Mary Lavin's "In the Middle of the Fields" is often referred to as one of the author's "widow stories," a group of stories that Lavin wrote in the late 1960s that reflect her own struggles with widowhood. Patricia K. Meszaros, in her article on Lavin for Critique, writes that her widowhood "informs" this work "in her searching and compassionate portrayals of loneliness." "In the Middle of the Fields" is one of the most gripping stories in this group in its focus on the efforts of a recently widowed woman to resist the pull of the past in order to function in the present.
The unnamed woman is determined to run the farm herself after her husband dies. During the day, she demonstrates an independent spirit that suggests she will ultimately succeed in her attempt to establish a new life and identity for herself. Yet in the evening, her fear of being alone makes her more vulnerable to her memories. An encounter one night with Bartley Crossen, a neighboring farmer whom she employs to cut her grass, highlights the tenuous balance she has struck between past and present and the sometimes overwhelming sense of loss she experiences. In this intimate and sensitive story, Lavin reveals the painful consequences of death on those left behind.
"In the Middle of the Fields" begins with a description of a recently widowed, unnamed woman in her house in Ireland. Surrounded by fields, she feels her house is like an island but admits that she is less lonely on the land where she and her husband had lived together. Nonetheless, she often experiences anxiety during the day, and she is always fearful at night. The townspeople have talked about how she must be feeling about her loss, but she insists that they do not know. When they tried to talk to her about their own memories of her husband, she became annoyed since their reminiscences triggered her own.
When the story opens, the widow is concerned about the grass in the fields that needs topping (trimming), and she worries about how much it will cost. Ned, the old farm hand, suggests that Bartley Crossen, a neighboring farmer, could do the job, noting that her husband "knew him well." Initially, she cannot recall who Crossen is, but then she declares that she has seen him but never met him. When Ned tells her that he will set up a meeting, she insists he come before dark because she does not like to be downstairs at night. She locks herself and her children in their rooms after dark, dreading a knock at the door. Ned tries to reassure her that no one would pay her a visit at night and insists that she is safe. He makes sure that whenever he needs to come at night to tend to something on her farm, he announces himself as he comes up the walk so that she will not be afraid. When he does come, she is grateful to have someone in the house.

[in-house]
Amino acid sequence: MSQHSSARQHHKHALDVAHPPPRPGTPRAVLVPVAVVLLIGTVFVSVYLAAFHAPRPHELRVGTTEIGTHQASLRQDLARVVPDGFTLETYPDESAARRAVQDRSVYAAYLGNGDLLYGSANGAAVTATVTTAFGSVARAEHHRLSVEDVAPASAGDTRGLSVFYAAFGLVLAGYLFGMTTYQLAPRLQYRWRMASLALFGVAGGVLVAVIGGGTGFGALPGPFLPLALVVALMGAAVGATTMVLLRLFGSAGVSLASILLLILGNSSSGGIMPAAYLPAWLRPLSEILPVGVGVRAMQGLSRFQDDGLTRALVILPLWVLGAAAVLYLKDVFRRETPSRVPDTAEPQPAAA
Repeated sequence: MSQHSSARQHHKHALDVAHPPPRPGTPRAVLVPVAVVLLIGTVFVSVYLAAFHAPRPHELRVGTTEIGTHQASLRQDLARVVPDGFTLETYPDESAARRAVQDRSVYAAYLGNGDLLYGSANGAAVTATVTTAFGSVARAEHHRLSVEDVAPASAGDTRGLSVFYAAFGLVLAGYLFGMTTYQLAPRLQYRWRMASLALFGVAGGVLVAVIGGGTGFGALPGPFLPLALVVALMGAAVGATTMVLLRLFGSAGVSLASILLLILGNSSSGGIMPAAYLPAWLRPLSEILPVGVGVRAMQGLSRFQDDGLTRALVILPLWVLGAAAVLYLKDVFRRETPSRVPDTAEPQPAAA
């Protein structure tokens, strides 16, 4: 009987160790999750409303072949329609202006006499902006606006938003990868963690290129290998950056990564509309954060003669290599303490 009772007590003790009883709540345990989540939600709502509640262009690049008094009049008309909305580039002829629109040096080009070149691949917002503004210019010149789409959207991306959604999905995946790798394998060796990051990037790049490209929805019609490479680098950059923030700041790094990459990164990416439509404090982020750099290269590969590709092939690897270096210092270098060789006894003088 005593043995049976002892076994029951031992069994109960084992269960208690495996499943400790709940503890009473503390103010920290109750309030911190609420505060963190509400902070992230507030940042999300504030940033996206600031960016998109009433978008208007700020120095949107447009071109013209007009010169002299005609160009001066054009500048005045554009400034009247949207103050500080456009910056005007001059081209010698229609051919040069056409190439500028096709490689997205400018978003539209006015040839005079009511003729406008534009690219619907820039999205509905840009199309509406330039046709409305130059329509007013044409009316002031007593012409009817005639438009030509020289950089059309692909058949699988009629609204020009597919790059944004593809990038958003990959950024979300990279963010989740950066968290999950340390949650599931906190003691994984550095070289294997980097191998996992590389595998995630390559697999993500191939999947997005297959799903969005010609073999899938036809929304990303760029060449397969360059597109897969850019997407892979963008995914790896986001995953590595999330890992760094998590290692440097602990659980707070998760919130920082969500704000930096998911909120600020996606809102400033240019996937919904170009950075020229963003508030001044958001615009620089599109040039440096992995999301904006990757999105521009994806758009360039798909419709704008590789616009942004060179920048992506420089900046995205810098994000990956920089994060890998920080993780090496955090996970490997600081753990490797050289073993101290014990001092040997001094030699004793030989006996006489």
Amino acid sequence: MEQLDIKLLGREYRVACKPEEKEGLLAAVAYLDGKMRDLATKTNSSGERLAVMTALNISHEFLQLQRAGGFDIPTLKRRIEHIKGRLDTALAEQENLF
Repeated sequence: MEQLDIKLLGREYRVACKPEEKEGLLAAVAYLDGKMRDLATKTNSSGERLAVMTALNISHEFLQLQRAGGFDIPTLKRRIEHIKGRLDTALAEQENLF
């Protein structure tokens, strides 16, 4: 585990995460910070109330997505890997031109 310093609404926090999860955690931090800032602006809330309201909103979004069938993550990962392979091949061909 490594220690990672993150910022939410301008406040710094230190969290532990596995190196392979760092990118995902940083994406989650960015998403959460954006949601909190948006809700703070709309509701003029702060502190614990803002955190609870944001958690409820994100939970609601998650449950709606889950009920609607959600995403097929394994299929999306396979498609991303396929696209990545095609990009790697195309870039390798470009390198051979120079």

Crossen arrives at the house with Ned before dark while his wife waits outside in the car. As they discuss the job, Crossen looks out over the fields to the riverbank that he claims he knows well. He tells them that when he was young, he courted a girl there, who the woman later discovers became his first wife. Crossen tells her that he can do the job in the morning and that he will be fair with the price. As Crossen leaves, Ned whispers to her, "he's a man you can trust."
After Crossen departs, Ned tells her about Crossen's first wife, Bridie Logan, who, he claims, was "as wild as a hare" and "mad with love." The two married young, and soon after Bridie got pregnant. Too soon after the baby was born, Bridie decided to help Crossen milk the cows. When he told her that it would be too far for her to walk, she jumped on her bike and pedaled out of the gate. As she got to the bottom of the hill, she turned the bike around and started "pedaling madly up the hill again." Half way up the hill, she started to bleed internally, and later that day she died.
Ned notes that the baby was strong and that Crossen's second wife, who had more sons with Crossen, did a fine job of...
(The entire section is 1,564 words.)